His activism efforts are currently focused on the anti-fracking movement in Western Australia and speaking out against plans for the world’s largest coal mine to be built in North Queensland (which poses a threat to the Great Barrier Reef). A portion of his ticket and album sales often benefit charitable organizations, meet-and-greet experiences include a reusable water bottle and the band has utilized Globelet’s system to eliminate single-use plastic at some of his concerts. 

courtesy of Nettwerk

courtesy of Nettwerk

Butler carries his own straw, utensils and water bottle and has a garden and rain catchment system at home, but he wishes it was easier to do more, noting, “If we’re sending people to Mars, we should be able to have greater access to green energy.”

As a parent, Butler is careful not to discourage the future stewards of our earth, so he keeps his fatherly advice simple—treat others as you wish to be treated, and recognize that everything has a cost. “When our kids say ‘I want this’ or ‘I want that’, I remind them to think about the cost of having those things. What resources were used to make it? How does that affect the environment? Is it worth it?”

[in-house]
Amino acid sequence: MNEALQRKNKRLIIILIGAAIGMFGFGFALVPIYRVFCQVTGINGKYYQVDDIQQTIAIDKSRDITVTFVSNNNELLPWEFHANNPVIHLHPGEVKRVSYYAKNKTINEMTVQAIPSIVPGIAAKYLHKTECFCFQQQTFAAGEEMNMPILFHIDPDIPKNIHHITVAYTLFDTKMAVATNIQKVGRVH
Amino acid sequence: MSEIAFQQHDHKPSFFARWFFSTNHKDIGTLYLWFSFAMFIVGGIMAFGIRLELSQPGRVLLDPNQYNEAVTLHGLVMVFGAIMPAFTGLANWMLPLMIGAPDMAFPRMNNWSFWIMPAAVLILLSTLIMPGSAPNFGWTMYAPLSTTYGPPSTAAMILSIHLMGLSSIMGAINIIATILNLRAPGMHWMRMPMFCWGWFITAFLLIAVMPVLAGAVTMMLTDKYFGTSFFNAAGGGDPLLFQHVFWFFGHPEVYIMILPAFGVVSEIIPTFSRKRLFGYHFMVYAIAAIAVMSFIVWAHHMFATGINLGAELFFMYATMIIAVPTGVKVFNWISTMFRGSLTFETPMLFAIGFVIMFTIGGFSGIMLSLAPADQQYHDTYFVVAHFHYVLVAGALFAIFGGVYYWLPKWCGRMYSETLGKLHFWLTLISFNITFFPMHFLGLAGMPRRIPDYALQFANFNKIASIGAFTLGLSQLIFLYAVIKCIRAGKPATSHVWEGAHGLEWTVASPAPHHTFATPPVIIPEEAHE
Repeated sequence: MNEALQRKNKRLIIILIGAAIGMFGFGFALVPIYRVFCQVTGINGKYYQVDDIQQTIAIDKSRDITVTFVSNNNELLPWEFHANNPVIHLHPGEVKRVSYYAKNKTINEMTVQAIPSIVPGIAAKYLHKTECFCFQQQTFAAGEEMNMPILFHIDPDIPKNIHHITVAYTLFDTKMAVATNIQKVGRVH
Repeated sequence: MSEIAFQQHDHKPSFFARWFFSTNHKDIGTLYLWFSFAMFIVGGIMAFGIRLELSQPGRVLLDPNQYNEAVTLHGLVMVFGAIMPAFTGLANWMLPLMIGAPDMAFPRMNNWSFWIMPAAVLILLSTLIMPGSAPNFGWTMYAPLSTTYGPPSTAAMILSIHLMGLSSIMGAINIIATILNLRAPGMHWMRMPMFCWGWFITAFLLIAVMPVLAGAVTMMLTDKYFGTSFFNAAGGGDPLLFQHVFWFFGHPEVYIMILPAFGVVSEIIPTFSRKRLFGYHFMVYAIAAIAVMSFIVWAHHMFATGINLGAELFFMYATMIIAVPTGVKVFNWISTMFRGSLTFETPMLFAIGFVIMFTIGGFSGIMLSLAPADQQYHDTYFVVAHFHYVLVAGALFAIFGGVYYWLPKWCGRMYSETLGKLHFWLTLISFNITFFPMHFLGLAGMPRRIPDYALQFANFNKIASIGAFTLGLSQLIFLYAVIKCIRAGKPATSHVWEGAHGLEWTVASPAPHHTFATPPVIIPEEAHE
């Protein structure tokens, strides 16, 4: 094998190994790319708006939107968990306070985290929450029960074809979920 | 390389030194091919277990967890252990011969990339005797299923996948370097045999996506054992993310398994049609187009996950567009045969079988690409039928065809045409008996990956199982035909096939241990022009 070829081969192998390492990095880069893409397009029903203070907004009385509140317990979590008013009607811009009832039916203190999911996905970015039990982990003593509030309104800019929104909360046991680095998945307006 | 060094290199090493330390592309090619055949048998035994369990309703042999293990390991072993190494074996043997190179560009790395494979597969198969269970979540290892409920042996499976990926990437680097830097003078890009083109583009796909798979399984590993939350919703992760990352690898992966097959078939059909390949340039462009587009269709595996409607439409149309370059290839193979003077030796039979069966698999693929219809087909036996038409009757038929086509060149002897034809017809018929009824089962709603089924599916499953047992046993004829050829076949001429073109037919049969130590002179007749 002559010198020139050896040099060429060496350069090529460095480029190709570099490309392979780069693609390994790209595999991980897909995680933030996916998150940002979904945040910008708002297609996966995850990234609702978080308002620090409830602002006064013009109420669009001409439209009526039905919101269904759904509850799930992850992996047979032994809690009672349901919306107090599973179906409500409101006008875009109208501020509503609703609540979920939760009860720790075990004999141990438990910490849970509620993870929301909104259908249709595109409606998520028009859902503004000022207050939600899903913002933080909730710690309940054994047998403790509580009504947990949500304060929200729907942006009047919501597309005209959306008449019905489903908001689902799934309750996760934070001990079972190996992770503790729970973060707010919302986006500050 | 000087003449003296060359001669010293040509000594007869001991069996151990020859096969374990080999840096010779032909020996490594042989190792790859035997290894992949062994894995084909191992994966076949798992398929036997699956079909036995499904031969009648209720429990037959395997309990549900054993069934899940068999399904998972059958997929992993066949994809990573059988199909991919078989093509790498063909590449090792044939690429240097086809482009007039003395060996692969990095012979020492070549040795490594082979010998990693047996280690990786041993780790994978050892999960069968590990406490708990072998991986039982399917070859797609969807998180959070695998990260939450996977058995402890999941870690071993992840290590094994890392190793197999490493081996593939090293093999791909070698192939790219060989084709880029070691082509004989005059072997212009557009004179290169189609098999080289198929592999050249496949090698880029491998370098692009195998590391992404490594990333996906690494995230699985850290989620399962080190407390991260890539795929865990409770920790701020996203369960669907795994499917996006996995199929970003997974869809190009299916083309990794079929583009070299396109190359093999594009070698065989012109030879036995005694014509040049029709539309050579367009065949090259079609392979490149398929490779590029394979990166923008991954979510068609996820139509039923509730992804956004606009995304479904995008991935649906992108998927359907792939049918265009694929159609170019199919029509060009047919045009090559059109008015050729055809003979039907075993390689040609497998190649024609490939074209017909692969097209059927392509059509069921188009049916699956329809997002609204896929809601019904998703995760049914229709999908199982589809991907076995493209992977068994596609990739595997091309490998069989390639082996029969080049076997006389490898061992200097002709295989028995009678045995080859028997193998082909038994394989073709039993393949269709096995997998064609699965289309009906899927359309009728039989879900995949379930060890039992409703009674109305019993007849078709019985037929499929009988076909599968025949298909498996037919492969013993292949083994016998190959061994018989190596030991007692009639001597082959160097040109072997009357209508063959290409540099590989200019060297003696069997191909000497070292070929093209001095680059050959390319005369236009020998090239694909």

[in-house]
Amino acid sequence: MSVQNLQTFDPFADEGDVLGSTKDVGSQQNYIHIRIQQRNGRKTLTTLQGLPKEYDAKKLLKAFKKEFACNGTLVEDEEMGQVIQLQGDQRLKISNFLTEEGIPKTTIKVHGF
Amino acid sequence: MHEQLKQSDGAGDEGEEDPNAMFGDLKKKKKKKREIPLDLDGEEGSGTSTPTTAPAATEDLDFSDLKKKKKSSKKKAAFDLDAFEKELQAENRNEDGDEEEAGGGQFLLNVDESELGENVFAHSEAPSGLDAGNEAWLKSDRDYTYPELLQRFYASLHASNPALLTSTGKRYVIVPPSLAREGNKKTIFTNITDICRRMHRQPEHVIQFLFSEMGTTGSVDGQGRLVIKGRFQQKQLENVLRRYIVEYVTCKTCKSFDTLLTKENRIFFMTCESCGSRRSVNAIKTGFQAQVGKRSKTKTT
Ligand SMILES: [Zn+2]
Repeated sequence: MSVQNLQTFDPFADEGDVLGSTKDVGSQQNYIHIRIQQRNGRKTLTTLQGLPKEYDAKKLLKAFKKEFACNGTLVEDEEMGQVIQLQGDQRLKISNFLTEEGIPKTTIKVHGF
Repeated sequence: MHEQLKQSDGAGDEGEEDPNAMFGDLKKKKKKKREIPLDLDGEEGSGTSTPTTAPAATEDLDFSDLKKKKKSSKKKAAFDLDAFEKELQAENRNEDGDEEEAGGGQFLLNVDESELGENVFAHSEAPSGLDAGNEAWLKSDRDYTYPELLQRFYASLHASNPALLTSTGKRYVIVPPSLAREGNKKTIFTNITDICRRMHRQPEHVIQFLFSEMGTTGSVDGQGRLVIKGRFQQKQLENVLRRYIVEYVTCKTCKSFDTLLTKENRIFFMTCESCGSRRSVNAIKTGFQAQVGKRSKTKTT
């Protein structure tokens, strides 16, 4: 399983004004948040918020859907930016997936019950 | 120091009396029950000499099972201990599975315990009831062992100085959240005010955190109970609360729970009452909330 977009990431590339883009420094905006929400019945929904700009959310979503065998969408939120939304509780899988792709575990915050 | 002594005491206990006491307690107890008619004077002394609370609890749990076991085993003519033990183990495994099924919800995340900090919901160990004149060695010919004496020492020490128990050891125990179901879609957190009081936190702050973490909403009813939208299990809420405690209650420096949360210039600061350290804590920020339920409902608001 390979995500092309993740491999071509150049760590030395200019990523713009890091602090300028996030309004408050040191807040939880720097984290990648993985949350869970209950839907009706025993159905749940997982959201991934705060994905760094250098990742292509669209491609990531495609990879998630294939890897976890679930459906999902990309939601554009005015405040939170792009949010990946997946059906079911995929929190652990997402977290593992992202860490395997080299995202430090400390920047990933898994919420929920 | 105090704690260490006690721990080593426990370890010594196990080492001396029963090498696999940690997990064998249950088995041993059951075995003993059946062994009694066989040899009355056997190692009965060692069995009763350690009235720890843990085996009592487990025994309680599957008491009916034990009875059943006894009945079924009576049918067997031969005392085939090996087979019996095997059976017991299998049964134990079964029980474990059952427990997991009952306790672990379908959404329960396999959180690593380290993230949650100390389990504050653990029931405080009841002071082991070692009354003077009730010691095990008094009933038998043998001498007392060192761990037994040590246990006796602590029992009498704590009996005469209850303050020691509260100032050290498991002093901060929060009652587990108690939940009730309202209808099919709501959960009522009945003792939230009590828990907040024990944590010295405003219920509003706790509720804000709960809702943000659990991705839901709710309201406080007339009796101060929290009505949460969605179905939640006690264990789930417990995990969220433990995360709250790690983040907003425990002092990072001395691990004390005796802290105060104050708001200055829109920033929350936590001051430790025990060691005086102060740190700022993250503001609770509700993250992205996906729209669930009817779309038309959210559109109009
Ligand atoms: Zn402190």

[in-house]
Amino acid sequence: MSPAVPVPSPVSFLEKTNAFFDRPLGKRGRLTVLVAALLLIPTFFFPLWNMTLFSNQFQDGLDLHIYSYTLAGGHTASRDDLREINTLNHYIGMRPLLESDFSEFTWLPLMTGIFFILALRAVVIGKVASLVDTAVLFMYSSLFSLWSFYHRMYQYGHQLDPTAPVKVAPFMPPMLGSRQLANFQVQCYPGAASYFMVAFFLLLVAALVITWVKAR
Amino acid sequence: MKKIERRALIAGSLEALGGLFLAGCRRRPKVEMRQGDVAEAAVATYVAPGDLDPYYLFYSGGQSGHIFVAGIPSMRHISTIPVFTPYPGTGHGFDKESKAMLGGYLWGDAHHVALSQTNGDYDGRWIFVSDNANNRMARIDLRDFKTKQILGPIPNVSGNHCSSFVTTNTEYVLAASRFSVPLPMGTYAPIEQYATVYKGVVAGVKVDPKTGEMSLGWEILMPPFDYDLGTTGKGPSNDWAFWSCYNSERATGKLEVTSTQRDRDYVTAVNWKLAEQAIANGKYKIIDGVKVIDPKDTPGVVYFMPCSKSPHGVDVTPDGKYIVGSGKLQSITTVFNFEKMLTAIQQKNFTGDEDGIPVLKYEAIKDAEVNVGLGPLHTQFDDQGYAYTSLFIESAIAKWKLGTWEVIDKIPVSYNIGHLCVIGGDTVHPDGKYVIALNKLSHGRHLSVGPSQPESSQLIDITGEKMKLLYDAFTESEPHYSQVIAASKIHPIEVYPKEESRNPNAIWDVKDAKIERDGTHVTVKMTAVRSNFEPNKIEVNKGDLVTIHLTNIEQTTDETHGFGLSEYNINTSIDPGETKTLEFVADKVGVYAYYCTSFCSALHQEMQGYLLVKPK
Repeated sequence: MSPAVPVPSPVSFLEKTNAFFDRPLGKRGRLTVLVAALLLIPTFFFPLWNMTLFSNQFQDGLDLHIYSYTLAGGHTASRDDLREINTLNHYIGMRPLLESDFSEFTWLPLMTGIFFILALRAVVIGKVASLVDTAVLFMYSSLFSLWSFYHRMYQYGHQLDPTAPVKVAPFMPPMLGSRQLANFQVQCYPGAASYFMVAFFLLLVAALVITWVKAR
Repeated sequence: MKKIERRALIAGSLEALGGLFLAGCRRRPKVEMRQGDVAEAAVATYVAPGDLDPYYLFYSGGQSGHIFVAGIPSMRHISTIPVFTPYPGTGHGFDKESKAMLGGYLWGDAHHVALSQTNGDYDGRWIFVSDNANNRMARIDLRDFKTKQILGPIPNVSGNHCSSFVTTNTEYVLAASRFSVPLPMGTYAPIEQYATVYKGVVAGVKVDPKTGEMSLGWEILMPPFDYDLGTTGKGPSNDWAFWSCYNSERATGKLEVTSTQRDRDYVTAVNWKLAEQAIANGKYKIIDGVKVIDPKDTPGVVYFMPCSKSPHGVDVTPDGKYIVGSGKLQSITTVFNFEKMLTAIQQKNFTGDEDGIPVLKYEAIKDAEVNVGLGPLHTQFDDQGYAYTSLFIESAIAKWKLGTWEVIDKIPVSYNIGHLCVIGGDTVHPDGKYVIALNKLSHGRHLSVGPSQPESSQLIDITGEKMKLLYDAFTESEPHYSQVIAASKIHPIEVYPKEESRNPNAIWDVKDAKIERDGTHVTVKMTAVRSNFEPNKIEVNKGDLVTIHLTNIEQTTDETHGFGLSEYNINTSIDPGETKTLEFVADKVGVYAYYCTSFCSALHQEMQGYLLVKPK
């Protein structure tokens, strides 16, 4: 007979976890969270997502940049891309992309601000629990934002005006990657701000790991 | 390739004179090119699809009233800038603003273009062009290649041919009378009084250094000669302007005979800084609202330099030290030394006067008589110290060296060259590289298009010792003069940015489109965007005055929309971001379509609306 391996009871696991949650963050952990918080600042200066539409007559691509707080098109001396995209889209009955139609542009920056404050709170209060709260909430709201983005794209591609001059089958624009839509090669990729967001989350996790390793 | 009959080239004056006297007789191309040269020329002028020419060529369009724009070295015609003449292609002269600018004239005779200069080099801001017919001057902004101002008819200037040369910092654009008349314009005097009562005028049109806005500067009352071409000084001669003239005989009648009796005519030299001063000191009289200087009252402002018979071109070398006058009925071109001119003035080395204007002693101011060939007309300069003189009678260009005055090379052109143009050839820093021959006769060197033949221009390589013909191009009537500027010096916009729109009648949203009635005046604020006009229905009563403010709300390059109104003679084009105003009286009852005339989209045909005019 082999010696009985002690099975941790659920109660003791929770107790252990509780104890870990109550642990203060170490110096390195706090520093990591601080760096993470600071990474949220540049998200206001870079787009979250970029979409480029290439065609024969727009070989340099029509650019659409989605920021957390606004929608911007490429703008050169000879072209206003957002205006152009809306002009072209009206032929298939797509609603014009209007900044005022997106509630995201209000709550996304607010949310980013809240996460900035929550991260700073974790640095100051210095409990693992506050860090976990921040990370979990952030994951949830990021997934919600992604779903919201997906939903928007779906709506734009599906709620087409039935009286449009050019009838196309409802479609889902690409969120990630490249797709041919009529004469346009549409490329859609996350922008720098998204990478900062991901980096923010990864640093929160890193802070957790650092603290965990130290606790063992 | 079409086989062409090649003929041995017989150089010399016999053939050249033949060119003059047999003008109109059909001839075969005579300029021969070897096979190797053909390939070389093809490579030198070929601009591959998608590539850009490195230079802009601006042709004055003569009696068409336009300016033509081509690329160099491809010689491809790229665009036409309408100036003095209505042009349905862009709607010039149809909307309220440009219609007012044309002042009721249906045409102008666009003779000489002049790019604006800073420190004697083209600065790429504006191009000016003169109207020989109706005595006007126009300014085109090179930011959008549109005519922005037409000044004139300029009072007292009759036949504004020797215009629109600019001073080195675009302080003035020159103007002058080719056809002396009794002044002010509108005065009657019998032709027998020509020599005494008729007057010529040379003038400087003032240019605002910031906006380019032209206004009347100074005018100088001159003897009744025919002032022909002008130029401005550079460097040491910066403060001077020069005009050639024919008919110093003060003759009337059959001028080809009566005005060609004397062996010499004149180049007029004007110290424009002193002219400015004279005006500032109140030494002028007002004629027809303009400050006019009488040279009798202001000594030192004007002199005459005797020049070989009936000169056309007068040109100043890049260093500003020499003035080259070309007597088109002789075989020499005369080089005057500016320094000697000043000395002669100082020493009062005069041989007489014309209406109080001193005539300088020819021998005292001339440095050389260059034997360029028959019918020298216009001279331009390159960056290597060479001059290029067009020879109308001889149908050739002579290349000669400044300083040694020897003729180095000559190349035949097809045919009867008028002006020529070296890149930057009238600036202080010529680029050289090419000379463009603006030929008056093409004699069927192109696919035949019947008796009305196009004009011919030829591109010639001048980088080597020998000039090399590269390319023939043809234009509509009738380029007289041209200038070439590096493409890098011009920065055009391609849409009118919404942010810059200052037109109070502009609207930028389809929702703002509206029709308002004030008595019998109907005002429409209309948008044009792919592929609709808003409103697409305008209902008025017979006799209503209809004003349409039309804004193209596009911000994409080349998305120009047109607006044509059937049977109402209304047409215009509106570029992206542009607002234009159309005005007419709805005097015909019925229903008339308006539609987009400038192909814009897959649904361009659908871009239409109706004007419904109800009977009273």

He also encourages his son and daughter to find a form of self-expression that they love as they navigate their teen years. “I want them to have a friend in something they can do on their own,” he says. “Whether it’s making something with their hands, playing music, sewing—there’s something really beautiful about escaping with yourself and your tools, something you can’t get with anybody else.”